Saturday, July 01, 2017

Happy Canada Day, eh? The Top 5

 It's Canada's 150th birthday, and we are throwing a grand party from coast to coast to coast. I am glad my parents came here oh so long ago from the Middle East to pursue a better life for themselves and their kids, and I've always been really proud to be a Canadian. So from memory, here's some top moments of being a Canadian.

1. My West Coast trip.

If you wanted to see some of the most beautiful scenery in the world, it's right here at home in Canada.

2. The time when we won the Olympic hockey gold.

Well, there's several.




But the greatest of them HAS to be the 2002 victory. Everything was in place for a great story. The game was in United States, our biggest rival, AND they were playing the final against us. The return of the NHL stars. The lucky loonie. The late equalizer.


3. Justin Trudeau's Election Night Speech, 2015

It had been a bruising election. On one hand was an ego-driven Prime Minister campaigning on policies of hatred and bigotry targeted at Muslims, and against niqab wearing women in particular. It would be a precursor to the campaign of hate in the United States to follow in 2016. The election grew particularly ugly in Quebec, with incidents of attacks against Muslims and minorities reported. The Prime Minister then spoke of "old stock Canadians" and seems to have been hell bent on wining by dividing the country. We Canadians needed to repudiate that, and to reject that so thoroughly that the mere thoughts of such bigotry would be buried, at least for a little while.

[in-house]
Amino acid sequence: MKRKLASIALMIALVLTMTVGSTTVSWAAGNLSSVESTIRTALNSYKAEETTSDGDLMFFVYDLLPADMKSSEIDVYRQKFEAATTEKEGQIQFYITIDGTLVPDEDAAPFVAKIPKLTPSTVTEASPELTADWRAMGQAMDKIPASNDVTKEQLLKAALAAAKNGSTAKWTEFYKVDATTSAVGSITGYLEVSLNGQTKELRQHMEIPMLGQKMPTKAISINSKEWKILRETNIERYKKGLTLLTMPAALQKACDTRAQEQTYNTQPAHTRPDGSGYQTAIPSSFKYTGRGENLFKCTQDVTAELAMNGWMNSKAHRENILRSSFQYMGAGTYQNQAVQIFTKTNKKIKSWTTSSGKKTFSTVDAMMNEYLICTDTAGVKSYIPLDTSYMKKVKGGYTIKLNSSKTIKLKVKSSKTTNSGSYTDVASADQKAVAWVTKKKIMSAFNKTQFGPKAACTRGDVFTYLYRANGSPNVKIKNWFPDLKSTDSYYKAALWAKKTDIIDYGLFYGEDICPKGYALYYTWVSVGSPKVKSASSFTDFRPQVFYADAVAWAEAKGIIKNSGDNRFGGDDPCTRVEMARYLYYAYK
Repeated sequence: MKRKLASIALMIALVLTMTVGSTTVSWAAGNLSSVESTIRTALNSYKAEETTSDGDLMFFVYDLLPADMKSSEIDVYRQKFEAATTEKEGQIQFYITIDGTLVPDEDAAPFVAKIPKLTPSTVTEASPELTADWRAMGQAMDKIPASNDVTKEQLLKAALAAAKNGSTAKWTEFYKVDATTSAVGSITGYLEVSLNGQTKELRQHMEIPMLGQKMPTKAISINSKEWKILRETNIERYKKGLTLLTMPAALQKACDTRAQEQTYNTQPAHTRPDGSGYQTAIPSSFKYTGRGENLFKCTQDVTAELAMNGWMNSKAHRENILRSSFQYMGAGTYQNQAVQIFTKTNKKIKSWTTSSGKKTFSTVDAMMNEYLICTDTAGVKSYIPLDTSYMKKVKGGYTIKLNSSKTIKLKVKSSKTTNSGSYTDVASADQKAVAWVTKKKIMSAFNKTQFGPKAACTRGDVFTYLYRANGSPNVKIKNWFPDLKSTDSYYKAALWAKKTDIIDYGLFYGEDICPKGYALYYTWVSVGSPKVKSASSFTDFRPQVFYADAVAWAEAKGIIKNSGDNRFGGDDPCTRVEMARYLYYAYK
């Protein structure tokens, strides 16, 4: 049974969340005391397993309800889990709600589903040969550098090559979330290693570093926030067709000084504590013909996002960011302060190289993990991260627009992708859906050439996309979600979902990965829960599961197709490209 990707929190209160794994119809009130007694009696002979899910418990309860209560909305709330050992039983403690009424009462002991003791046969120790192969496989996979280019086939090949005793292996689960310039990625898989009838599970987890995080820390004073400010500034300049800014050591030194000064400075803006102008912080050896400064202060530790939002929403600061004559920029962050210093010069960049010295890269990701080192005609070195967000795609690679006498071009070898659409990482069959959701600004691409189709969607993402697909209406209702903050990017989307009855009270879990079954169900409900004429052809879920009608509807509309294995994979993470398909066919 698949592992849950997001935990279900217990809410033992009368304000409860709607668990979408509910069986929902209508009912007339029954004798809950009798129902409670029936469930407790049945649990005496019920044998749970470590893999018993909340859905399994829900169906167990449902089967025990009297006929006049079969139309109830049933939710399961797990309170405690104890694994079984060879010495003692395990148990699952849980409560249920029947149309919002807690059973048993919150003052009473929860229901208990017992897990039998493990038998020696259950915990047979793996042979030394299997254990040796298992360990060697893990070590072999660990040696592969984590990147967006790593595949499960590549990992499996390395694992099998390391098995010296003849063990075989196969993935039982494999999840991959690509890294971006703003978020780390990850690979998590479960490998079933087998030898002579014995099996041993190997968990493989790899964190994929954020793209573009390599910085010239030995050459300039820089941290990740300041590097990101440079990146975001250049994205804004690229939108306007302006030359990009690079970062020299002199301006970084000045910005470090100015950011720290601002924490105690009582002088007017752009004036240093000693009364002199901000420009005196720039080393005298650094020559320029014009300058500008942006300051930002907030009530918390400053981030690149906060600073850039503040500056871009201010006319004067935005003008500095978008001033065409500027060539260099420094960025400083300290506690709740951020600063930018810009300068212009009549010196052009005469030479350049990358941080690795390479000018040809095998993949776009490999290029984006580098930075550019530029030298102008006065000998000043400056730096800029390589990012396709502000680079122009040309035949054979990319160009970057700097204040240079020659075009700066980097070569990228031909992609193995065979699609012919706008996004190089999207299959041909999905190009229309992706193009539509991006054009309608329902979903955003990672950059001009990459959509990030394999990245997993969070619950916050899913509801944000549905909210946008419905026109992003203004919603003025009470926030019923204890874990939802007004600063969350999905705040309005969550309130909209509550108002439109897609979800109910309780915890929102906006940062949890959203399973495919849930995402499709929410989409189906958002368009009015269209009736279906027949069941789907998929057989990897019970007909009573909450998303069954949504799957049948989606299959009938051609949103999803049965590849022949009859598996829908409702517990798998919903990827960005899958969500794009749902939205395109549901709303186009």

Enter Justin Trudeau, the son of the late Pierre Elliot Trudeau, the man who built Canada as it is today. He won, and won a majority. And in his very first speech as Prime Minister-elect, on his election night victory, he gave speech for the ages. One particular section (19:30), about a hijab wearing Muslim woman, even caught the attention of Americans and one of my American friends mused that we would never hear an American politician say something like that.

4. The kindness of Canadians when I broke my foot

Toronto is a big city. It's a busy, bustling, and often chaotic city. Yet, in early 2016, when I had a broken foot and limped to work on crutches, I never had to stand on public transit. People would rush to offer me their seat. This was also the time when I saw a women being racist towards a minority woman, and the whole train basically turned on that lady and forced her to get out at that next station.

5. The day when I became a citizen

Canada is not a perfect country. It's a work in progress. Some injustices, especially towards the First Nations, are still quite recent. Yet, over all countries in the world, it has something that others don't.

You have to live here to get it.

Friday, May 26, 2017

Rainy weather? Or respite from the heat?

We have all heard the "glass half empty half full" maxim. I was recently reminded of this.

I shared a screenshot of the weather forecast yesterday and captioned it with "Seriously ?!!!"

It was a horrible weather forecast for weary Torontonians waiting for the much promised summer weather. I mean, this is end of May, and nearly June!!! Where is the heat?

One of my friends then commented, "Barakah for fasting".

I was literally blown away with that comment. I never even looked at it that way. I mean, my last post was about how hard Ramadan could be for some people fasting here for 17 hours in the heat! And here I was, showing cool, wet temperatures and complaining about it. Not to mention that rain is considered a time when prayers are accepted, as is Ramadan, and here the two were together.